An Andover mum has called for change in the treatment of children’s mental health after “awful” waiting times for her daughter.

Gemma Roden has been trying to get help for daughter Kaylah through the Child and Adolescent Mental Health Services (CAMHS) following “outbursts of anger”. However, despite two self-referrals, and one for a doctor, the service has declined to put her on their books.

“I’m fighting my daughter’s corner and I’m just not getting anywhere,” Gemma told the Advertiser. “CAMHS are just ridiculous. I will keep fighting my daughter’s corner all the time but something needs to change.”

CAMHS is an NHS service that assesses and treats young people struggling with their emotions, behaviour and mental health, with specialist teams across the UK.

In the year to March, across England, there were 10,579 complaints made about NHS mental health organisations in total. 615 of these were made about the Sussex Partnership NHS Foundation Trust, which runs CAMHS services in Hampshire, which was the third highest for a mental health trust in the figures.

Gemma said that her daughter has had issues dealing with anger, and believes she may have undiagnosed autism which is contributing to these “outbursts”. To try and get support for Kaylah, Gemma has been trying to get her onto the CAMHS waiting list for some time.

“It’s been an absolute nightmare trying to even get her on the ladder for CAMHS,” the 36-year-old said. “They [CAMHS] keep saying she doesn’t meet the criteria.”

“They’re saying it’s just anger and she needs a bit of counselling, but they don’t see these outbursts. She needs to be assessed, and all I want for her is the help she needs.”

While private options are available, Gemma says that she would find it difficult to afford them.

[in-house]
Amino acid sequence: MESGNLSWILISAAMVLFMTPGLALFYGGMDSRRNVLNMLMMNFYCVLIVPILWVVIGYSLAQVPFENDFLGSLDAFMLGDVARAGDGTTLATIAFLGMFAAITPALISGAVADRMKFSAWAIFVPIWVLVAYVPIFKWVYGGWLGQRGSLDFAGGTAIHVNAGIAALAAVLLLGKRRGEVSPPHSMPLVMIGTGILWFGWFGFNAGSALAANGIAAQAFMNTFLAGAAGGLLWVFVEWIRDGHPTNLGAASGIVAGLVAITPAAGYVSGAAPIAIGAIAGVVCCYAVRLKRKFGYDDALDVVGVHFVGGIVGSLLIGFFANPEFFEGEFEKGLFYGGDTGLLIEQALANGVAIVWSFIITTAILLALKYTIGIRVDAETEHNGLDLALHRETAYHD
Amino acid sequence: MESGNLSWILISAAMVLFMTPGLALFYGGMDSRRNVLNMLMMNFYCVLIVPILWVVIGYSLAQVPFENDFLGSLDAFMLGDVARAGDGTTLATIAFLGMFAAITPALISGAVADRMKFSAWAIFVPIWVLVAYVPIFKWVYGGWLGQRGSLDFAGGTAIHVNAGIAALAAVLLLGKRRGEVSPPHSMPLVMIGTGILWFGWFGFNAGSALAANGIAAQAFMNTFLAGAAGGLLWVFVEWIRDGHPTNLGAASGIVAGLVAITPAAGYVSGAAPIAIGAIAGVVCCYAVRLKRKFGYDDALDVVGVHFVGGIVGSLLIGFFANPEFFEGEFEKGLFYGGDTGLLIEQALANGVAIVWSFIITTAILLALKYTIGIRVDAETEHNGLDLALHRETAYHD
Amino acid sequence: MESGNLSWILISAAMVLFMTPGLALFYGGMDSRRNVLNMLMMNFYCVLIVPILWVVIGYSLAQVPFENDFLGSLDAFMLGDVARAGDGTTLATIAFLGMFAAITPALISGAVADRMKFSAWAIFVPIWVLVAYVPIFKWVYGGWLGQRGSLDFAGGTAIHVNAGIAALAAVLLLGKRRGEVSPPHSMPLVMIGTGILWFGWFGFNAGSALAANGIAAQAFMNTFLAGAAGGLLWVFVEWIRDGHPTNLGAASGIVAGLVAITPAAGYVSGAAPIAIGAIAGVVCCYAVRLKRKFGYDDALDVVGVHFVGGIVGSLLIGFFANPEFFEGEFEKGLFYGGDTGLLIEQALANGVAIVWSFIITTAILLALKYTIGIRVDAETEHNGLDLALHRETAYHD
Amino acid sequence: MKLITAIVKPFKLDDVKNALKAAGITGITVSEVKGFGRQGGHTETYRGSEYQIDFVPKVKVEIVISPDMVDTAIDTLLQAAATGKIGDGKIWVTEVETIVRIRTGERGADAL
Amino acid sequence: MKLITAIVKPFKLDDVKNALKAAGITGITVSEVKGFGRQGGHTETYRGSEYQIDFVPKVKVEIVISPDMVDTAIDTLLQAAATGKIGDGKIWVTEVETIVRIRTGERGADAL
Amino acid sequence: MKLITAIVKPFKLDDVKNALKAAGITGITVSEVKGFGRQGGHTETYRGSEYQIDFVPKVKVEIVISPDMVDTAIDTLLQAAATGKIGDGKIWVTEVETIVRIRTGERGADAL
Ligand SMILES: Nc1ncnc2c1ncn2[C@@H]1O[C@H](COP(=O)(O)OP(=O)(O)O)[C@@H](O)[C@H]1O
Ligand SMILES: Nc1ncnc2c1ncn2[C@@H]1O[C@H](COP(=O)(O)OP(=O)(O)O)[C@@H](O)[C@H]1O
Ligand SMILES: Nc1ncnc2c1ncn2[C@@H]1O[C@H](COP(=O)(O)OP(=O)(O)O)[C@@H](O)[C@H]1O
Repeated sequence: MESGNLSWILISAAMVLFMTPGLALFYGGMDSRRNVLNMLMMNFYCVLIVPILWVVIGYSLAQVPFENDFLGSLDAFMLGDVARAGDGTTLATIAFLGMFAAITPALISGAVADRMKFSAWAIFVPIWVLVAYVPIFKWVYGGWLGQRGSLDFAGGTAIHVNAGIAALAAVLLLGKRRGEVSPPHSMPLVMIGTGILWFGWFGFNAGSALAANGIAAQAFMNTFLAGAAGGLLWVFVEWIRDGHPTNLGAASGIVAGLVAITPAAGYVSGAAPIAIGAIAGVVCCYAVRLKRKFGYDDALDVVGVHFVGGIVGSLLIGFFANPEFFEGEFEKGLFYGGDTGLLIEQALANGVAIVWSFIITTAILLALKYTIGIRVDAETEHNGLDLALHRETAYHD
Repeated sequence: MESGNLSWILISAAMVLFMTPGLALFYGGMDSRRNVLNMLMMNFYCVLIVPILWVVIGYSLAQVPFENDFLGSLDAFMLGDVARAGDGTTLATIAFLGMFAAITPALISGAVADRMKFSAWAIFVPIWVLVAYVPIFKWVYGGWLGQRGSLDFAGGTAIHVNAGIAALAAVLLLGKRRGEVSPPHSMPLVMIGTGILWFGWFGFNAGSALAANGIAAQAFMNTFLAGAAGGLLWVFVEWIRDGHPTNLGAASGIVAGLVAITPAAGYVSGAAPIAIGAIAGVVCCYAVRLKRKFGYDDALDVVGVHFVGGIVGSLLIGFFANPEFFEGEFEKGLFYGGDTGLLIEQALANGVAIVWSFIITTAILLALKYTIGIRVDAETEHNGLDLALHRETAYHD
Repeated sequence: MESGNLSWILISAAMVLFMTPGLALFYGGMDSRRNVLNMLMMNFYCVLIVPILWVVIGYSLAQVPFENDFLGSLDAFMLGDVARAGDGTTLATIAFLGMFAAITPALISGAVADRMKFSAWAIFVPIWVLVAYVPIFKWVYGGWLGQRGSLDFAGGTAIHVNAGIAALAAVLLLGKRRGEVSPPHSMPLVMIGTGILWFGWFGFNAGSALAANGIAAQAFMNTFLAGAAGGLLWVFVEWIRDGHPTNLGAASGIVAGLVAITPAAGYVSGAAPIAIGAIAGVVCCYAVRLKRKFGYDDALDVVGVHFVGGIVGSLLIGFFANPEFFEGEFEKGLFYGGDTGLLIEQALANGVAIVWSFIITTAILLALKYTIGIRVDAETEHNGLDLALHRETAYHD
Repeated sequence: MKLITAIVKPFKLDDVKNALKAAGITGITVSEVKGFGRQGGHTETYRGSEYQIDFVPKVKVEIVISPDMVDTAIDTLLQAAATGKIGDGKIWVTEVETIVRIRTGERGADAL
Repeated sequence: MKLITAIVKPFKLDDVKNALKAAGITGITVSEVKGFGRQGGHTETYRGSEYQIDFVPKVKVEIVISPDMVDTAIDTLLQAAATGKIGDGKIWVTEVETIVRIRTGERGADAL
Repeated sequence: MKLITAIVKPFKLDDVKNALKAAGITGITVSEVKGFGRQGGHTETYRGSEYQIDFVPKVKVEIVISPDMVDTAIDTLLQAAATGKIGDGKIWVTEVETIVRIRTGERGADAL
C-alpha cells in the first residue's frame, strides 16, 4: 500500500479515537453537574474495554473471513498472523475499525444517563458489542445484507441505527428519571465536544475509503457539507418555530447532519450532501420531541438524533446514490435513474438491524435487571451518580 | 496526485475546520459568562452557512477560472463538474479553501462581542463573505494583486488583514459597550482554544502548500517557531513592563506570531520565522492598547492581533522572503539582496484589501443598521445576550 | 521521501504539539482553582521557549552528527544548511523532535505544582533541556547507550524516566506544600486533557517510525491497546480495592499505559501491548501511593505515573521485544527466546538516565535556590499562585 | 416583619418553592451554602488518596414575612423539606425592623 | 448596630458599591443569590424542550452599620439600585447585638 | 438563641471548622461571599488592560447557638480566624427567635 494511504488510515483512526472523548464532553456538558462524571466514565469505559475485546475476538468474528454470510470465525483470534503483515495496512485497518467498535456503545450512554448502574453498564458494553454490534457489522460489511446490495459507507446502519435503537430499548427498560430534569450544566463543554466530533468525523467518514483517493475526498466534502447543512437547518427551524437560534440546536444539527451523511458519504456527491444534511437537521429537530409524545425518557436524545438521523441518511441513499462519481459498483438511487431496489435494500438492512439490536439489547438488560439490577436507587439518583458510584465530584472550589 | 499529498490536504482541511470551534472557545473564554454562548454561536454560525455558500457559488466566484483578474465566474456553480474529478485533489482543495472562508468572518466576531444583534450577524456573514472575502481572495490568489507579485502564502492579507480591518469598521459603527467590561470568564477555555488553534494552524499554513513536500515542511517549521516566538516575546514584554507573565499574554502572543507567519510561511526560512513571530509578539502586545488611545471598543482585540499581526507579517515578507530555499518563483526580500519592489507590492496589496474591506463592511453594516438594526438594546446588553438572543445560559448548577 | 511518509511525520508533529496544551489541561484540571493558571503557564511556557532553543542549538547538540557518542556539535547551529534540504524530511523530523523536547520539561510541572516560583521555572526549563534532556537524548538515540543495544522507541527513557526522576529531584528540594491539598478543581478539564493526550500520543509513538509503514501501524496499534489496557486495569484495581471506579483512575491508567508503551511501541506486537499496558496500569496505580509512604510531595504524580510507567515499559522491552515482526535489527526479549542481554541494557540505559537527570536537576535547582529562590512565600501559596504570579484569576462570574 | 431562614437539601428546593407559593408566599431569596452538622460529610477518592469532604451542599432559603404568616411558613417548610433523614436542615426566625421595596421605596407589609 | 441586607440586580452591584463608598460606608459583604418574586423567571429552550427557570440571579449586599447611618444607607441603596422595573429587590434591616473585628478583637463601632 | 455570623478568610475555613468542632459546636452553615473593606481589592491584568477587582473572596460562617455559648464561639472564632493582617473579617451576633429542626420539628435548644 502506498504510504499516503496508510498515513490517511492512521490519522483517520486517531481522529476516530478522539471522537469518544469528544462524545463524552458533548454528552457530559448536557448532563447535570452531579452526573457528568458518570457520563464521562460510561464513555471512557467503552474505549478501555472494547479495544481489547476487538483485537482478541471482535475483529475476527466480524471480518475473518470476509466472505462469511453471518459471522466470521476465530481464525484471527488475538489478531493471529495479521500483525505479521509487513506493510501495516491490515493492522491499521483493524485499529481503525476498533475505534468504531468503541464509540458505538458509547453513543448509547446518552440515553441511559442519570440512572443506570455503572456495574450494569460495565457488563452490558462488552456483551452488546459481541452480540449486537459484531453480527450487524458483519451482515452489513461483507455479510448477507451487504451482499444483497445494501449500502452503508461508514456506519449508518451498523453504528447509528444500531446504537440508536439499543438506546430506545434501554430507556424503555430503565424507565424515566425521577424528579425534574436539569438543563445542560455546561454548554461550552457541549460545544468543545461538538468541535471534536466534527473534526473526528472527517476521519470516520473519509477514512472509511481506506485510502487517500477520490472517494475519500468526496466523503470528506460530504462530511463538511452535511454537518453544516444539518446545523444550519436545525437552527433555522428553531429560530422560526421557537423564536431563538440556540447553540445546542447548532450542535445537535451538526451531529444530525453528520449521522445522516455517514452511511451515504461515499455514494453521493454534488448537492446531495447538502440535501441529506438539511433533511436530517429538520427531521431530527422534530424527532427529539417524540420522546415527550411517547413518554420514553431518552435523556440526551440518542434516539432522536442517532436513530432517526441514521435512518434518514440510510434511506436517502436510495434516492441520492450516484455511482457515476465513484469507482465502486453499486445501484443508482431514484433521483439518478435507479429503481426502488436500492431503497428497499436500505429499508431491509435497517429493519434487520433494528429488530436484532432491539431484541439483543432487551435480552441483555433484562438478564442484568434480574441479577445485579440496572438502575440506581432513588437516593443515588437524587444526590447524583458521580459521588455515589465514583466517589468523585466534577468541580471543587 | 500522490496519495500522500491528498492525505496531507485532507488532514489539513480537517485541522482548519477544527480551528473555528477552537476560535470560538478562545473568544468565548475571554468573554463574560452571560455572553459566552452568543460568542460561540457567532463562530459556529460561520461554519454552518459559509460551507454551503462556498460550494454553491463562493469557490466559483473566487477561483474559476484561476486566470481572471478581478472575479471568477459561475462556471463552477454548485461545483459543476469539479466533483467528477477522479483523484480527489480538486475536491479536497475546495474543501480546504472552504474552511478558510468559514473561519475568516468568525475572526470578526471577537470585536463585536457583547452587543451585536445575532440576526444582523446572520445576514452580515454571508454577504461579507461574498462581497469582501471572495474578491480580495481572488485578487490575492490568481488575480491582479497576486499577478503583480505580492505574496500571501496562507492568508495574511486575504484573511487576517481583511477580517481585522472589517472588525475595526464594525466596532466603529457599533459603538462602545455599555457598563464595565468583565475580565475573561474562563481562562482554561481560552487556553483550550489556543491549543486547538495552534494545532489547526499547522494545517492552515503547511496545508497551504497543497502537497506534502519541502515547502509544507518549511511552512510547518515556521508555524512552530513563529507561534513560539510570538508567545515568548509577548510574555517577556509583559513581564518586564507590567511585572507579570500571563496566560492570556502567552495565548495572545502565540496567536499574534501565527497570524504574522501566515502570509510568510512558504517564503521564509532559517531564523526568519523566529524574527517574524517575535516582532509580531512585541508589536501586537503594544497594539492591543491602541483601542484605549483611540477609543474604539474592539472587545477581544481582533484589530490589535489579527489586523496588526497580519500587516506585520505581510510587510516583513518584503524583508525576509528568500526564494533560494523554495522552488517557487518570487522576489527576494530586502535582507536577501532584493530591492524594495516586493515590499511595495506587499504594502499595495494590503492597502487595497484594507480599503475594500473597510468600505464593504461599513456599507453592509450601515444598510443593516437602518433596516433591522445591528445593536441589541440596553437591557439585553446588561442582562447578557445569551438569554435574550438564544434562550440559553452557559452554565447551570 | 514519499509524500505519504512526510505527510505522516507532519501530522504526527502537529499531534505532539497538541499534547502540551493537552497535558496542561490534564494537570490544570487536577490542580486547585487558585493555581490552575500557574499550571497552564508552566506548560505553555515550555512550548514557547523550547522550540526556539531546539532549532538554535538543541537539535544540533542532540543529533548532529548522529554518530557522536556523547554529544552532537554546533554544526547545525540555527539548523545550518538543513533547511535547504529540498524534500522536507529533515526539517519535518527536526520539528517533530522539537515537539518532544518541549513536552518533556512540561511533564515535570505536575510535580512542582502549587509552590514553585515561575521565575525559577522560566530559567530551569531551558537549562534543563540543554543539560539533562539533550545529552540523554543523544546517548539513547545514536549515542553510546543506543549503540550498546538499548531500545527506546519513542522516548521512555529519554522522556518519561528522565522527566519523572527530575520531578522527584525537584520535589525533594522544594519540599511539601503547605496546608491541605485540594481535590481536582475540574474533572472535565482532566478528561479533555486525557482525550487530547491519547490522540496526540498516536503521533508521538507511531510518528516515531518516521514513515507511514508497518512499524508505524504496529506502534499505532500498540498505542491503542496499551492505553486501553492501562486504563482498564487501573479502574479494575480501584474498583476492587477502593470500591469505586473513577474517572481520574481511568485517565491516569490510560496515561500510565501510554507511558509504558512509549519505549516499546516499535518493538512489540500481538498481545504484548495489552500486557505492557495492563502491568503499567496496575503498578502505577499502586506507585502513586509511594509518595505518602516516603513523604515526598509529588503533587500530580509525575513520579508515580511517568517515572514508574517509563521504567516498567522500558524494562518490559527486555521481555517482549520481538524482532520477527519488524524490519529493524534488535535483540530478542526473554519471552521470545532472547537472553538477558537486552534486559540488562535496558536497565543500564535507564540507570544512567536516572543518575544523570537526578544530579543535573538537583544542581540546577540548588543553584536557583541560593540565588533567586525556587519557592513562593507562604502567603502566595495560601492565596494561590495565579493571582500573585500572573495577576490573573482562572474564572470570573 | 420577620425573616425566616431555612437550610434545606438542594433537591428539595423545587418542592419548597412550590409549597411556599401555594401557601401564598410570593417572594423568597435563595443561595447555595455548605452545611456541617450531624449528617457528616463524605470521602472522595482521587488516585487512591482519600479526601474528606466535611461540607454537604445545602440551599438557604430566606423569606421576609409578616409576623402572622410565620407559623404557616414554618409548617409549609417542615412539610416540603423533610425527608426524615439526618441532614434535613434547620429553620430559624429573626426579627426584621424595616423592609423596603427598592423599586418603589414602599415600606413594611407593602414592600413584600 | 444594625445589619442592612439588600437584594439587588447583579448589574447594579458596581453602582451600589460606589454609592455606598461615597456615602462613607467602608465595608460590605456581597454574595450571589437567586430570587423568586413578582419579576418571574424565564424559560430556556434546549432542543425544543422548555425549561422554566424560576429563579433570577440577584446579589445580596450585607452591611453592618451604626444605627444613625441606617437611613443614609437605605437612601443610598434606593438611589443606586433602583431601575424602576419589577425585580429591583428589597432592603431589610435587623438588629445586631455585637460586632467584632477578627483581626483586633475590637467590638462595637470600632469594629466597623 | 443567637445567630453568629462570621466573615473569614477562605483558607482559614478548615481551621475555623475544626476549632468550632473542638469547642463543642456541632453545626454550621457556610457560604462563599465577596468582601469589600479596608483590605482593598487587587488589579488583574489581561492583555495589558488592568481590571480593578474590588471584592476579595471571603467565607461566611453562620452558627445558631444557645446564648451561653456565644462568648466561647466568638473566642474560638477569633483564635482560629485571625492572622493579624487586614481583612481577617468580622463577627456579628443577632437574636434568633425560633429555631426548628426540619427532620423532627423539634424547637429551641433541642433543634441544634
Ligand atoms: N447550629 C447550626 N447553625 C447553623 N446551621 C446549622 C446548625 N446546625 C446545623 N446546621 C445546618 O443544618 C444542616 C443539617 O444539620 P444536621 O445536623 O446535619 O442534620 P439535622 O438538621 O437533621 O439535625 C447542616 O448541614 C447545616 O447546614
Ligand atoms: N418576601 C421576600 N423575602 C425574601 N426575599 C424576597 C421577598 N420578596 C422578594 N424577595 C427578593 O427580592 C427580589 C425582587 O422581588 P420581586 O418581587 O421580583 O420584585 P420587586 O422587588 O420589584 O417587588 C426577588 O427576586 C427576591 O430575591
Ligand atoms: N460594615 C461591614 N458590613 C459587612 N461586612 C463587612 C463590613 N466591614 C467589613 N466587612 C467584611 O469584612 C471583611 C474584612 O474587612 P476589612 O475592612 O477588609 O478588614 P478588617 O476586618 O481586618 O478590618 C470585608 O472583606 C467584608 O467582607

“Going private costs a lot of money,” she said, “and I’m a single parent. I just couldn't afford to do this as much as I would like to.”

While she says that CAMHS are looking at a fourth referral, Gemma says she isn’t hopeful about her daughter being accepted. She called on the service to listen to parents and understand what they’re going through.

“I’d like them [CAMHS] to listen to what parents are saying, and the struggles they’re facing, as they don’t have to face it on a daily basis,” she said. “It’s really, really hard.

“Our children’s mental health is important and things need to change.”

In response to a request for comment, a spokesperson for the Sussex Partnership NHS Foundation Trust said: “We know there are many children and young people who are struggling with their mental health and emotional wellbeing, and that the need for services across Hampshire has increased as a result of the pandemic.

“Local authorities, NHS services and other partners across a range of services are working together to support children, young people and their families with their emotional health and wellbeing, including investing more than £6m this year to improve and expand specialist mental health services, focusing on increasing capacity in early intervention and prevention and additional support directly into schools.”